Friday, July 2, 2010
AN F FOR MRS L, BULLY FOR YOU, GENTLEMAN FRIEND - July 1969 (The Courtship of Eddie’s Father)
This outing has also been posted on my website at www.senensky.com
Six months after completing THE LIBRARY CARD, I returned to MGM to direct three more episodes of COURTSHIP. Two seasons before I had directed an episode of INSIGHT for Father Elwood Keiser at Paulist Productions. This was a series of inspirational half-hour films that he produced every spring when the Hollywood studios were on hiatus. The attraction for me was that they were done live on tape. The fact that I had spent four years at CBS on the production staff of PLAYHOUSE 90 and later a daytime half-hour soap opera without getting to direct in that medium had always felt like unfinished business. So when Bud (he was a six foot five Catholic priest, but he responded to “Bud”) called to check my availability, I was only too happy to accept. In fact I did three in a row; it was like a crash course in directing multiple camera live television on tape. It wasn’t for the money. I returned the fee that was offered.
And there was more work. Years earlier when I was still just a secretary at CBS, I knew Bernie Grossman, who also worked there. Years later Bernie was the ad agency representative for MISSION IMPOSSIBLE when I directed THE TRAIN. I mention this because Bernie at this time was the agency rep for the new THE BILL COSBY SHOW. No, not the one about the Huxtable family, the earlier show where he played a gym teacher. It seemed that they were having director problems and Bernie recommended me. So I also directed an episode there during the time between COURTSHIP assignments. I’ll be writing about that series soon.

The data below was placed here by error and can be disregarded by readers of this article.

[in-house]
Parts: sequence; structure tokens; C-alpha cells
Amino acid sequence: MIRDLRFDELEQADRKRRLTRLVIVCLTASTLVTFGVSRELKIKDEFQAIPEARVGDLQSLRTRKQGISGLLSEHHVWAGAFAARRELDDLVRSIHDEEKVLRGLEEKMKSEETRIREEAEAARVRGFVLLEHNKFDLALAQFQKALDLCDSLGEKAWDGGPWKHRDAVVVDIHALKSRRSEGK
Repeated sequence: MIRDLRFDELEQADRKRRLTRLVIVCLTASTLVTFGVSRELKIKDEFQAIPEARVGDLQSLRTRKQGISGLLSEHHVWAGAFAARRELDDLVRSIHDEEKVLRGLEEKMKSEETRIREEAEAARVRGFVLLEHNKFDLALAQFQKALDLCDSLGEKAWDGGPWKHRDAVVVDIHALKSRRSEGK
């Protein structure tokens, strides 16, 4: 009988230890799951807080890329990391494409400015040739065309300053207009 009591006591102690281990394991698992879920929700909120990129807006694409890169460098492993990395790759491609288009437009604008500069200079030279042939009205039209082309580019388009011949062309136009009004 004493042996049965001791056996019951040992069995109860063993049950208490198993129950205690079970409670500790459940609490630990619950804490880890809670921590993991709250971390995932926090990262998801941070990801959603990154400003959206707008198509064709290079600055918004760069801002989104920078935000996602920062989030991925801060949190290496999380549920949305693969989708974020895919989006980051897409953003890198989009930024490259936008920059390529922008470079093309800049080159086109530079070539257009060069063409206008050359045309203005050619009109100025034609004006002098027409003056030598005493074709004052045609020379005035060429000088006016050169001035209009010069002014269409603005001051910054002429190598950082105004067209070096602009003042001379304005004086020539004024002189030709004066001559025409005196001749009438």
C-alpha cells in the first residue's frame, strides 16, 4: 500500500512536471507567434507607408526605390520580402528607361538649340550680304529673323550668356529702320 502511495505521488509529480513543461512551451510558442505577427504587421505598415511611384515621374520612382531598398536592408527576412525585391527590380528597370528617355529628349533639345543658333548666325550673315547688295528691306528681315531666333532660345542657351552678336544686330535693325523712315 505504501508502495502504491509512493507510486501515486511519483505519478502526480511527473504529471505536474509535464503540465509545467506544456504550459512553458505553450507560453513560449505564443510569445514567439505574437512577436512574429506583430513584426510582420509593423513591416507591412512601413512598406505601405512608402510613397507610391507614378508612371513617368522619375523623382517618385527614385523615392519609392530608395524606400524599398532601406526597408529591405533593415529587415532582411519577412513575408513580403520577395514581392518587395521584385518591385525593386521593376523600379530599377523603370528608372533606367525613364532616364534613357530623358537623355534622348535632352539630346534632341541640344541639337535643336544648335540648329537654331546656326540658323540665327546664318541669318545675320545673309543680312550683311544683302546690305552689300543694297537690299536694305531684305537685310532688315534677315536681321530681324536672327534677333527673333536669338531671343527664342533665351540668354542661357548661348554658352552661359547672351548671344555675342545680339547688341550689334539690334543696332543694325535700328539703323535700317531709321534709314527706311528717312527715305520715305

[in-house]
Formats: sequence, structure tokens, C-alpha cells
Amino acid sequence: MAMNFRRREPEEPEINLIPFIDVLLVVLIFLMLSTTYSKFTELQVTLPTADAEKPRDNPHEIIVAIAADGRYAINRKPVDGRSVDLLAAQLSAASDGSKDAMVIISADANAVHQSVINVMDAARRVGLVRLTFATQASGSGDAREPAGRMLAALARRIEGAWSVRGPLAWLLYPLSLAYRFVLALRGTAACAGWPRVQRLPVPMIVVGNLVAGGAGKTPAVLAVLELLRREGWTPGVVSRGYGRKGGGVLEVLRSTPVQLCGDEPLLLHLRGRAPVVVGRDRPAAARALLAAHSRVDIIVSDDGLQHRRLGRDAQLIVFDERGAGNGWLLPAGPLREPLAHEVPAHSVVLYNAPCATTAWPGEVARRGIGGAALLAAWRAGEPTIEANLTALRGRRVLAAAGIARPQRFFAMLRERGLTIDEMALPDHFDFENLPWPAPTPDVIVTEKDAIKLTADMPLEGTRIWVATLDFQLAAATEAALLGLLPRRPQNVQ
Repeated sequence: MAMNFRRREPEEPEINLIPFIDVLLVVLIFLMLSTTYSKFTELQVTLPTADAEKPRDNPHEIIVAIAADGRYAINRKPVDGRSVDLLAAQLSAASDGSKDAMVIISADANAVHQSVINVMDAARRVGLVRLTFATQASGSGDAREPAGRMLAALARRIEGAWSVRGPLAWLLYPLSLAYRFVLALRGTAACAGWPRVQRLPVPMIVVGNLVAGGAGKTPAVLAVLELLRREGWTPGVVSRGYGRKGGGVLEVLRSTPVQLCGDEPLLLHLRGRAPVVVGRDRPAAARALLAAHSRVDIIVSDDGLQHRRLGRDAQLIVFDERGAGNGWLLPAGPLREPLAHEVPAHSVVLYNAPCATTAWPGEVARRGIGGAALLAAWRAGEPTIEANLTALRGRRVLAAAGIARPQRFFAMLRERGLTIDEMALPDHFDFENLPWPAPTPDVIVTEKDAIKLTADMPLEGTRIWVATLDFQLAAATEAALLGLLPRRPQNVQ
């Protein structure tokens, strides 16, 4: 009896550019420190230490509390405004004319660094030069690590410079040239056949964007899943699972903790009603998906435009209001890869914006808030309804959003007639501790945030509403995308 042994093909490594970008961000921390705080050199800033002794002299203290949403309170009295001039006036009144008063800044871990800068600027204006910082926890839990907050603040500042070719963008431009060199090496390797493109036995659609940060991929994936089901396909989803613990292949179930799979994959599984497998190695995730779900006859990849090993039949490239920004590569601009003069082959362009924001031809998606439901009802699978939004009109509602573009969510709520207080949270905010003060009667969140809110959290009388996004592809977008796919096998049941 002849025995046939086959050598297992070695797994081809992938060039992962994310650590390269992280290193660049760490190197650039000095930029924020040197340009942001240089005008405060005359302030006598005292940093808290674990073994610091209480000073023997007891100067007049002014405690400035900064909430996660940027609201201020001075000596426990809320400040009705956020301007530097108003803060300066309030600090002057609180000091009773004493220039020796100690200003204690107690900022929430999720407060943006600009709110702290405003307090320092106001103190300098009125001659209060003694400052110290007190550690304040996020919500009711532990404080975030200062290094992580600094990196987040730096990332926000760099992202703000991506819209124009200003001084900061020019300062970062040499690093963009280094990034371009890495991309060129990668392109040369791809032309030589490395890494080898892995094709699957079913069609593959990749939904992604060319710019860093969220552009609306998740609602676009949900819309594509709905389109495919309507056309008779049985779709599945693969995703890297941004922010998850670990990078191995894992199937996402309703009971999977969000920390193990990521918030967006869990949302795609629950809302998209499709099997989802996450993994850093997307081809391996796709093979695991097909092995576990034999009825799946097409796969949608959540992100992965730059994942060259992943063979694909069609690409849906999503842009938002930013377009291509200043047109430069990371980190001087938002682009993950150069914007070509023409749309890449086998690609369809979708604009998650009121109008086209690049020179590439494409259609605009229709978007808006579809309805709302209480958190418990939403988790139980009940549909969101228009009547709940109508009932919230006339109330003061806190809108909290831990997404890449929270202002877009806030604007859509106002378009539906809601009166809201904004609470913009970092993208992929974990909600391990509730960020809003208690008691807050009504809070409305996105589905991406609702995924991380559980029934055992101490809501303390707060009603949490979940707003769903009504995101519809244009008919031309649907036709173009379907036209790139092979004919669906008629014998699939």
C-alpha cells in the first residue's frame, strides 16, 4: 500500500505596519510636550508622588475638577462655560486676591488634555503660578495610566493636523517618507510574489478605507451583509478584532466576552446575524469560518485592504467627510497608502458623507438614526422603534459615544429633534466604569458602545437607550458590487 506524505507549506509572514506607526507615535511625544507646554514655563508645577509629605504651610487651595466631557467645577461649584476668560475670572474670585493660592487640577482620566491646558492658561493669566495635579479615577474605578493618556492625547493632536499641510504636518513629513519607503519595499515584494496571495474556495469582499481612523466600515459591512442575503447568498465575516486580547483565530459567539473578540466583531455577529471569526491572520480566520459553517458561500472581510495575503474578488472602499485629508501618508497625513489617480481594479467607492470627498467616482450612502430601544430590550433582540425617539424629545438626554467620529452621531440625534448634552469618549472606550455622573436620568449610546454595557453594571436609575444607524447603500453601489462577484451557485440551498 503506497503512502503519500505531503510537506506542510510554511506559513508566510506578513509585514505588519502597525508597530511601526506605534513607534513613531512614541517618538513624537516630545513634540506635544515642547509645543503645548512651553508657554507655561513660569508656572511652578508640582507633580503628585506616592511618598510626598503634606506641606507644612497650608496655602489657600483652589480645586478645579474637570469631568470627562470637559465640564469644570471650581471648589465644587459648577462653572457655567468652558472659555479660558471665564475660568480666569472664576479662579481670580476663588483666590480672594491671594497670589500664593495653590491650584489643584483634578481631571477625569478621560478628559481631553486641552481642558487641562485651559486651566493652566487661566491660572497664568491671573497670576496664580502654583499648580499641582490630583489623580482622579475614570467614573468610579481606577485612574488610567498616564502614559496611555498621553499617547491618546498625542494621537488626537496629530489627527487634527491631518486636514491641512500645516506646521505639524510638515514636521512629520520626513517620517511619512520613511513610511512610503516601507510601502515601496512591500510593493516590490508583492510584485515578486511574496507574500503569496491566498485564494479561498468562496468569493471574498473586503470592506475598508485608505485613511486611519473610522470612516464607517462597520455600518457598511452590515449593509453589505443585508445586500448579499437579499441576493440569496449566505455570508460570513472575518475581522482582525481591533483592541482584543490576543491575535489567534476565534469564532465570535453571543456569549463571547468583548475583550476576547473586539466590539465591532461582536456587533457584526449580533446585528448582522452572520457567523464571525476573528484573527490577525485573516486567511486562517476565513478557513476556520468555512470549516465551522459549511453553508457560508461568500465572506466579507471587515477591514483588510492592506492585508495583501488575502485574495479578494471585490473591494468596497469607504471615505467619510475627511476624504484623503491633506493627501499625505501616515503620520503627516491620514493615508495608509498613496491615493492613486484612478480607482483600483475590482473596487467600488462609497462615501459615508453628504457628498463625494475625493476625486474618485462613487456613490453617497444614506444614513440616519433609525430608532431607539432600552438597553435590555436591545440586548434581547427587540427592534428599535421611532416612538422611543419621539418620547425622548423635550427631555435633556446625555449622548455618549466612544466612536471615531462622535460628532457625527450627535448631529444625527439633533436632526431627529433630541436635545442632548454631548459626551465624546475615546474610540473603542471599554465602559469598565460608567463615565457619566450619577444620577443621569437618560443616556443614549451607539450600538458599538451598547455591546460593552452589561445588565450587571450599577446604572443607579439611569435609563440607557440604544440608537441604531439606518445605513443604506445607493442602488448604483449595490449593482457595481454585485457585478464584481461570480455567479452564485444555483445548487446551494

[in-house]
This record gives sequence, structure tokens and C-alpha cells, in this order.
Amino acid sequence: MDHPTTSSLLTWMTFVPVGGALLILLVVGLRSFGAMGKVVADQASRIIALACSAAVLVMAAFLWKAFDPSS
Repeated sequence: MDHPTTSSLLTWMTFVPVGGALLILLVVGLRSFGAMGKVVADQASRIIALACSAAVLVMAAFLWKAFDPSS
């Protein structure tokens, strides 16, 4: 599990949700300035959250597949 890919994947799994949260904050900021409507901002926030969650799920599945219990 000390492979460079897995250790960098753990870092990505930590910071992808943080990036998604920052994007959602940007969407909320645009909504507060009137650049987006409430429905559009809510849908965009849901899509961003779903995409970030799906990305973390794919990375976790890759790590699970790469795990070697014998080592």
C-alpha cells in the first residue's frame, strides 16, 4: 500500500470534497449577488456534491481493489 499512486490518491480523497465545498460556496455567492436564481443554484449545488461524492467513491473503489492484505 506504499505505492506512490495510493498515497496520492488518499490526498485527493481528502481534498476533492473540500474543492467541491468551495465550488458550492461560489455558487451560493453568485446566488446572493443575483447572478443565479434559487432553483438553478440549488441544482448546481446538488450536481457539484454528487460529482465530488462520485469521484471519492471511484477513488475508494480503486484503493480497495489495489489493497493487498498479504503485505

Six months can produce changes in a production company as I had already learned. This time the changes were improvements. Ralph Riskin had come on board as associate producer. He was another prince in Hollywood royalty; his father was producer Everett Riskin, his uncle was the legendary Robert Riskin, screenplay writer of IT HAPPENED ONE NIGHT, LOST HORIZON, MR DEEDS GOES TO TOWN and most of the classic Frank Capra films; and his aunt was Fay Wray, KING KONG’s great love.
But the addition that I think brought a great new dimension to the series was Peggy Chantler Dick, the new story editor. I loved her card in the closing credits.
And that she did -- everything that was right with the show, with her typewriter she made even righter.
Half hour shows were filmed in different ways. Some were performed before a live audience. They rehearsed three or four days, then filmed a performance before a live audience with multiple cameras. Before the advent of tape, film cameras were used and then the film would be edited. After tape entered the picture, the director edited during the performance as had been done during the live television era.
Filmed half hour television shows did it differently. THE PARTRIDGE FAMILY, which I shall get to eventually, did one show a week. Monday was a reading day, that was seldom used. The next three days were devoted to filming the show. Fridays were used as a pickup day; many times the musical sequences were not completed in the three days and these would be filmed on those Fridays.
Still other half hour shows followed the same kind of schedule as the hour shows. They were filmed with one camera; when filming was completed, a new show started the following day. This was going to be another first for me. I filmed the three shows back-to-back; there was no prep time between shows. You know, filming a show in three days -- well it seemed to end just as I was getting warmed up. The ten and a half days it took to complete the three episodes gave me a chance to get my engine revved up. And an added excitement was how different the three shows were from each other. The first one was AN F FOR MRS L.
Although most of my stage directing, before entering film, had been in comedy, only two of the sixty-six television shows I directed before COURTSHIP had been comedies. They were episodes of DR. KILDARE and NAKED CITY. In both instances my challenge had been to fit what were very broad comedies into the dramatic mode of the respective series. Here the problem was the reverse. Mrs. Livingstone’s situation was very personal and very serious. Not to acknowledge that, to treat it strictly comedically would diminish its importance. The script provided me with the approach to take.
Mrs. Livingstone’s flunking her exam was a Hithcock MacGuffin to get us into the main story -- of what occurs when a seven year old boy’s imagination encounters a frightening circumstance.